APPLICATION NO:__________________
(for URA use only):
All parts of this form MUST be filled out
Name (Last,First, MI):____Bose, Suvadeep________________________________________________________________
Title/Status:_______PostDoctoral Research Associate _________________________________________________
Home Institution:__University of Nebraska Lincoln________ Department:_Dept of Physics and Astronomy____________
Address:____855 N. 16th Street_________________________ Tel. No.____402 482 2783____________________________
___________Lincoln, NE 68588 ________________________ Email:[email protected]___________________________
Name:________________Prof. Daniel Claes_ __________
Title/Status: Professor of Physics and Department Chair
Home Institution: University of Nebraska
Email: [email protected]
Home Institution__________________________________
TITLE OF PROPOSED ACTIVITY (brief description)
First QCD Physics Measurements and Pixel-Detector Research at the CMS Experiment
I shall work on the measurement of the dijet angular distributions in proton-proton collisions at a center-of-mass energy of
7 TeV using the CMS detector at the LHC. This is a critical analysis for testing perturbative QCD and probing new physics
(such as quark compositeness models) and the results are expected to be ready for publication in early 2011. I shall also work on
two detector studies – charge calibration for the pixel detector and measurement of track reconstruction efficiency using only the
pixel detector. I plan to take part in the test beam activity to test the performance of various radiation hard sensors for the SLHC
program at the Fermilab MTest facility.
NAME OF FERMILAB SPONSOR:___ Kevin Burkett_______________________________________
Fermilab Division:__CMS Center_(LPC)_______________________ Email:[email protected]____________________
Amount Requested: $38000________
Duration (months): _12 months _______ Requested Start Date:_01/01/2011____
Other sources of support for proposed work:_University of Nebraska College of Arts and Sciences _____
Prior URA Visiting Scholar Award, if any (month & year):__None______________________
GRANTS OR SPONSORED RESEARCH OFFICER (in applicant’s home institution):
Name: Jeanne Wicks
Tel. No. 402-472-1825
Address: 312 N. 14 Street, Alexander West
Email: [email protected]
University of Nebraska
Lincoln, NE 68588-0430
Date: _______08/16/2010_______________
Project proposal of Suvadeep Bose
Overview of the proposal:
In this URA Visiting Fellowship proposal, I request support for my stay at the Fermilab LHC
Physics Center (LPC) for 12 months starting January, 2011, working on the CMS experiment
under the direct supervision of Daniel R. Claes of University of Nebraska Lincon (UNL).
Significant support for my stay at Fermilab LPC is already being provided by University of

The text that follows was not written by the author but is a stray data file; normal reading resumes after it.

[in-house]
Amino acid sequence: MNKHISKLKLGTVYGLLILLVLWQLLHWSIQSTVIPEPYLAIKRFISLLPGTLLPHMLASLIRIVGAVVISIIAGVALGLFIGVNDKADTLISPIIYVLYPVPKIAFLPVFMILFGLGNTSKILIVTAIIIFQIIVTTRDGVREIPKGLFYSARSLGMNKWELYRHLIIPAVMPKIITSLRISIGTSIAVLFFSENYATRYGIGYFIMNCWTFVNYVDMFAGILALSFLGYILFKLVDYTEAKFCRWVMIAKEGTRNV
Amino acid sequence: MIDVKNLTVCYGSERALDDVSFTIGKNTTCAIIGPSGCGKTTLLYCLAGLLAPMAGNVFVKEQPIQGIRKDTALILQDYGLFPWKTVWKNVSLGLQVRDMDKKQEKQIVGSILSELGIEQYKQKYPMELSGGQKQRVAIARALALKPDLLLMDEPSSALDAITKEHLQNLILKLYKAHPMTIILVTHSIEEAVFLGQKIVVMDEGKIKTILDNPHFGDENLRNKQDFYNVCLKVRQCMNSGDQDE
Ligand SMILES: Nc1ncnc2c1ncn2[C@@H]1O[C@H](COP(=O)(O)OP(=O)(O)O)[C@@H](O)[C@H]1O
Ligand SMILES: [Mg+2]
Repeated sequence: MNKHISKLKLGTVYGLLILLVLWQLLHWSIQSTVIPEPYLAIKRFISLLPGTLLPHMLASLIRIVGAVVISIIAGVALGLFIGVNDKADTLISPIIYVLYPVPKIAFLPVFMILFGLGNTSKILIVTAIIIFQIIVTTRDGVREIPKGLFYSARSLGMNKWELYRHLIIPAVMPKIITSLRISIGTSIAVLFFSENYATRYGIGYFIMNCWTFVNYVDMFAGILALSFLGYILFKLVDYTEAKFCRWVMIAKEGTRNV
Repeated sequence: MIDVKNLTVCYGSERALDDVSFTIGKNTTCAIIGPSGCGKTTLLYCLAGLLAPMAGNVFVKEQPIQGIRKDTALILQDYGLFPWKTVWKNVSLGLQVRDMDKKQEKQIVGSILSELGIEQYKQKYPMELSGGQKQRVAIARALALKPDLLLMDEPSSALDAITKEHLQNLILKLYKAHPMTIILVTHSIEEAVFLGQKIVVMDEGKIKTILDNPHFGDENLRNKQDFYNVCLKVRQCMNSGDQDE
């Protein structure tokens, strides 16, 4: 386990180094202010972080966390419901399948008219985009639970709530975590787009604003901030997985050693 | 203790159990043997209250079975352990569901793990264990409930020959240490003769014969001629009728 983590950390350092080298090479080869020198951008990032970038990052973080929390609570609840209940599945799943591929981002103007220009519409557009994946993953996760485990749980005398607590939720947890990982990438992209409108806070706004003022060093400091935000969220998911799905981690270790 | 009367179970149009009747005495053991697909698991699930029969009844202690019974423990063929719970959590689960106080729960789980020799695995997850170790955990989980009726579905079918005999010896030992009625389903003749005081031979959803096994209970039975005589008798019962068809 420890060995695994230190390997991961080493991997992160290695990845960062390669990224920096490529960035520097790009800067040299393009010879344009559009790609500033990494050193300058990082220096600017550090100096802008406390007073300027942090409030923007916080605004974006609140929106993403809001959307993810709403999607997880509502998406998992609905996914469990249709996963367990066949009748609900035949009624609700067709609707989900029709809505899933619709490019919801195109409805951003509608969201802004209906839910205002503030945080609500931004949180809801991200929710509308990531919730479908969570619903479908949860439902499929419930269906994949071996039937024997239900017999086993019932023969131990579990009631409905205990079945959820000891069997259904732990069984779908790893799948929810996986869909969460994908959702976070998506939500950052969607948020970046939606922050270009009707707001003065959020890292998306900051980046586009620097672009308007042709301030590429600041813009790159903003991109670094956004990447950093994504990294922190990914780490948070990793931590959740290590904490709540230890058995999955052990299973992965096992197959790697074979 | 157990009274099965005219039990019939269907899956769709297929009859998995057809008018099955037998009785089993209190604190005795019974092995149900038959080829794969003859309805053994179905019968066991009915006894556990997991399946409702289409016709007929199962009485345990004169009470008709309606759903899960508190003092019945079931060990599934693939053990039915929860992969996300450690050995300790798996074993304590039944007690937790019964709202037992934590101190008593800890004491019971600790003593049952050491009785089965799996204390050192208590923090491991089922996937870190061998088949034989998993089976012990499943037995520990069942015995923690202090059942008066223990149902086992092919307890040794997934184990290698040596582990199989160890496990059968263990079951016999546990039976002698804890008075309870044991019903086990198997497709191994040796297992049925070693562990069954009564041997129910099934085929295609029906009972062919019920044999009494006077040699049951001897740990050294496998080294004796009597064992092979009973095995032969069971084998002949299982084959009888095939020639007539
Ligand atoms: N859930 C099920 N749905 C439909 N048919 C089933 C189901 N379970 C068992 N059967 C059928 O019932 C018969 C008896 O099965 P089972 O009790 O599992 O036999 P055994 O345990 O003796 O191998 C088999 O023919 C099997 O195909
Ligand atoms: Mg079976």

Nebraska Lincoln (salary support). The fellowship is requested for a part of the salary and two
trips between Lincoln and Fermilab.
In the interest of building UNL’s permanent presence at the Fermilab LPC, and contributing to
the effort to establish a US center of expertise here, I have been posted to the LPC. Full-time
residence at Fermilab will enable my interaction with detector and software experts and
increased participation in LPC and CMS activities. I have been already working closely with
Kevin Burkett of Fermilab and Nikos Varelas (Univ. of Illinois), a visiting professor at Fermilab.
Letters of support from Daniel R. Claes and Kevin Burkett are attached to this application.
The fellowship is important for me in many critical areas. First, it will allow me to engage fully
in the current analysis of the QCD Dijet Angular study with the upcoming LHC data as recorded
with the CMS detector. The LPC has a big and dynamic QCD group and my work will be greatly
benefited by close interactions with them. Second, it will allow me to work with my
collaborators in the LPC in the Tracking Data Performance Group, in which I shall continue to
work on the track reconstruction and charge calibration for the pixel detectors. These studies are
important for understanding the CMS tracker and are closely connected to Nebraska’s
established pixel effort. Third, there are pixel R&D work going on at the Silicon lab at Fermilab
for the LHC upgrade program in which I will participate. Moreover, during my stay at Fermilab,
I shall be able to take Remote Offline Data Quality Monitoring (DQM) shifts from the FNAL
Remote Operation Center (ROC). Finally, given limited NSF funding, many Nebraska students
may have limited opportunity to travel to CERN and will work primarily through the LPC. I
shall help supervise all Nebraska students during their LPC visits and consult with them
regularly on all CMS software issues whether here at the LPC or at home in Nebraska.
Measurement of Dijet Angular Distributions in pp Collisions at 7 TeV: